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Stranded pilot whale. Credit: FMB.

Stranded pilot whale rescued in Cape Verde

Posted on: 18.12.14 (Last edited) 18 December 2014

When a pilot whale was found stranded on a beach in Cape Verde recently, a rescue team quickly sprang into action, putting their training into effect.

The archipelago nation of Cape Verde is widely recognised as a marine biodiversity hotspot, not least because of the abundance of marine mammals found in its waters.

Concerned about the increasing number of whales and dolphins found stranded on the island of Maio, Fauna & Flora International (FFI) joined local partner the Maio Biodiversity Foundation (FMB) and members of the fishing community to form and train a whale stranding response team.

This group recently had the opportunity to put their new-found skills to good use, when they received a call from a fisher in the coastal village of Morro who said that a whale had been washed ashore on a nearby beach. A six-strong team left immediately to assess the situation, confirm the species and determine whether it was dead or alive.

The beached whale. Credit: FMB.

The beached whale was reported by a local fisher. Credit: FMB.

On arrival, the animal was identified as a juvenile female pilot whale, still very much alive, so a rescue plan was quickly established, led by Pedro Lopez from local organisation BIOS.CV and Edita Magileviciute from FMB. With the whale measuring around three and a half metres in length it wasn’t going to be an easy task, but the team were committed to doing everything they could as their training kicked into action.

While they waited for reinforcements to arrive, the team kept the whale wet and in an upright position to help her breathe more easily and reduce the pressure on her internal organs. Community members, FMB staff, volunteers and visiting professors from the University of Cape Verde responded to the call for backup, and rushed to the beach to provide the muscle needed.

Keeping the whale propped up. Credit: FMB.

While they waited for reinforcements, the team kept the whale propped up to help her breathe. Credit: FMB.

After a full inspection revealed no obvious external injuries, the team decided to try and move the whale into deeper water and release her. Using a simple tarpaulin, she was manoeuvred down the beach into the shallows, and then floated through the breaking waves by a team of six swimmers. Once in deeper water, four fishermen from the village of Calheta used their boat to help the rescue team guide the whale further offshore.

Tarpaulin stretcher. Credit: FMB.

The team fashioned a stretcher from a tarpaulin while soaked towels were used to keep the whale's skin wet. Credit: FMB.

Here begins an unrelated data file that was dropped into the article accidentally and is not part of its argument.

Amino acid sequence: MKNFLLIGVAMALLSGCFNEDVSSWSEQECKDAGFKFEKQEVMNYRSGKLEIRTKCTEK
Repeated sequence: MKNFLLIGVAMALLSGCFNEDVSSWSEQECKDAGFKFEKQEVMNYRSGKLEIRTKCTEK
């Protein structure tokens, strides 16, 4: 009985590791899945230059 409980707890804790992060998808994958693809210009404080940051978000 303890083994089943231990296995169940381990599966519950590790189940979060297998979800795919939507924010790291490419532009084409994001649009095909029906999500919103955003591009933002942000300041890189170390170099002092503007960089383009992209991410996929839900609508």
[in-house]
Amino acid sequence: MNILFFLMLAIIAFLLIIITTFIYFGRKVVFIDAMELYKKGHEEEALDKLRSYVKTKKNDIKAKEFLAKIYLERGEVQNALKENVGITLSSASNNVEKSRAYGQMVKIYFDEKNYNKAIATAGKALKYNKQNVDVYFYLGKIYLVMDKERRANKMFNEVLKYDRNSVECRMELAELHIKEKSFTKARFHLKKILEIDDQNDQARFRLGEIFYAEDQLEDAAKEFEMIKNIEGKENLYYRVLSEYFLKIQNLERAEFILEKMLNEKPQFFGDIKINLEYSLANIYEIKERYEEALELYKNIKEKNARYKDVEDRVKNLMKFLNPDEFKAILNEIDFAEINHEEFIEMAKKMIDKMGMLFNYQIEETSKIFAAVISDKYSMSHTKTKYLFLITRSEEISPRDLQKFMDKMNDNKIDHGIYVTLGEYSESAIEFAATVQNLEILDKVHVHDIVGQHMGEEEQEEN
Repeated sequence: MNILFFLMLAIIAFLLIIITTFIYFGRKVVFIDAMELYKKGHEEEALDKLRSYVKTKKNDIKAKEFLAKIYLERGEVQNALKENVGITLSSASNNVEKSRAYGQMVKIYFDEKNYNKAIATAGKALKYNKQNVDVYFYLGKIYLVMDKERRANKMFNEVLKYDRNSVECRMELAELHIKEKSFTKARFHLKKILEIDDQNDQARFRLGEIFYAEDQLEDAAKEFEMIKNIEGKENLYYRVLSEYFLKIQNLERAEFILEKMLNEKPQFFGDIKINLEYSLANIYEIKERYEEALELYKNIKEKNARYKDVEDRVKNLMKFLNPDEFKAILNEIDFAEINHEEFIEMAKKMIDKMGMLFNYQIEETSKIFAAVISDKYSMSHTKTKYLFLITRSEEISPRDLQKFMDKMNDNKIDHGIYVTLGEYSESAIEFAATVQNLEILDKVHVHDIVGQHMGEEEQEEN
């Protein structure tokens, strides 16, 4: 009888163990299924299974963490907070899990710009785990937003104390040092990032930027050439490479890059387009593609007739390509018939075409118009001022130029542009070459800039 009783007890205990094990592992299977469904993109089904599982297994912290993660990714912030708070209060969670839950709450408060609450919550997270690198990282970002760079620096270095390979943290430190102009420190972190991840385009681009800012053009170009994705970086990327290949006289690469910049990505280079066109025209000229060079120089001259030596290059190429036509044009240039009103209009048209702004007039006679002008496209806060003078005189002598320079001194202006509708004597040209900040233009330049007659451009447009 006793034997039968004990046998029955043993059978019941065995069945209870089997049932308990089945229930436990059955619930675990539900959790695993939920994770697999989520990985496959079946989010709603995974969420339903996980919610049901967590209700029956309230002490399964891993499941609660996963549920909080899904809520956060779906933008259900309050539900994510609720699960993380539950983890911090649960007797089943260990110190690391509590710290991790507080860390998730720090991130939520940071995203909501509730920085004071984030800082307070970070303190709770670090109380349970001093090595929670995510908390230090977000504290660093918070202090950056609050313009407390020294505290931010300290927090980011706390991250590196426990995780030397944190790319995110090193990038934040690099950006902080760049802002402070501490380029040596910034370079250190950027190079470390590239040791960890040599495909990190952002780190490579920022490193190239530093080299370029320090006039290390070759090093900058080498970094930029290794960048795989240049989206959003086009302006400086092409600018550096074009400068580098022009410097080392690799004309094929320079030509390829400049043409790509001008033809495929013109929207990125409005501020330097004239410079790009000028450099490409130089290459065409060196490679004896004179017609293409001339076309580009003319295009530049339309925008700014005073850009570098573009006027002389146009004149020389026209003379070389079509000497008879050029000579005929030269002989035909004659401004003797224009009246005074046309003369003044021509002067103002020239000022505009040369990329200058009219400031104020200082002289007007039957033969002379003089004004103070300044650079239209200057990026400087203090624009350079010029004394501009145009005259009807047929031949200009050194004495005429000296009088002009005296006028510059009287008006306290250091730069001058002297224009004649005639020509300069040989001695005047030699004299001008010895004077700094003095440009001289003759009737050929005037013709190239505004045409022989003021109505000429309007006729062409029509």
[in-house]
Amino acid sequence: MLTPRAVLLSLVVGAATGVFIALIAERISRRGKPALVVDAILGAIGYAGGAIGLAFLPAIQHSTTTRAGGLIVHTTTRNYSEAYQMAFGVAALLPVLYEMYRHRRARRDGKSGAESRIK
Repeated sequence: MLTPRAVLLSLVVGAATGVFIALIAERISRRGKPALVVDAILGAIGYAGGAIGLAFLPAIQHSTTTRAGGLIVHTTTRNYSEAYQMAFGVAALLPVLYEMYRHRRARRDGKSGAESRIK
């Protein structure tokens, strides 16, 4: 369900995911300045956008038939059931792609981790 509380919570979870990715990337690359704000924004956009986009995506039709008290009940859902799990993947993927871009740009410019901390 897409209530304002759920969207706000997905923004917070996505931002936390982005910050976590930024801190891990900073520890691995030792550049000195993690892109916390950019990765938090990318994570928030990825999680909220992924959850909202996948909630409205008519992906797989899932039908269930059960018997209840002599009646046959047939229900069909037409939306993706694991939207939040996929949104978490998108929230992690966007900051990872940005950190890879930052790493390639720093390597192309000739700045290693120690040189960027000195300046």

When they felt they had brought her far enough, the rescuers released the whale from the tarpaulin and were relieved when she dove, surfaced, breathed in, then picked up speed and headed north almost immediately, hopefully to be reunited with the rest of her family.

Successful refloatation. Credit: FMB.

Happily, the team were able to successfully release the whale, and she soon swam away to rejoin her pod. Credit: FMB.

This rescue was a great team effort, a tribute to the training capacity that FFI has invested into Cape Verde, and shows how a simple phone call to the right people really can make a difference.

Written by
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Sophie Benbow

Sophie has always been passionate about water and was a keen rock pooler and crabber from the age of six. After university research projects, focused on cetacean biology and distribution, she moved to Madagascar in 2007 where she led coral reef monitoring teams for Madagascar’s first locally-managed marine area. Coral reef research evolved into octopus fishery management and for several years she was the lead scientist on the south-west Madagascar octopus fishery research project, engaging with local communities to implement suitable management techniques and grappling with over seven years’ worth of fisheries data. Sophie joined Fauna & Flora International in 2013, first focusing on marine projects in Asia-Pacific before switching her attention to the Eurasia region. She is currently managing marine projects in Turkey and Cape Verde and undertaking scoping to expand FFI’s marine work in the region.

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With the whale measuring around three and a half metres in length, getting her back out to sea wasn’t going to be an easy task, but the team were committed to doing everything they could.

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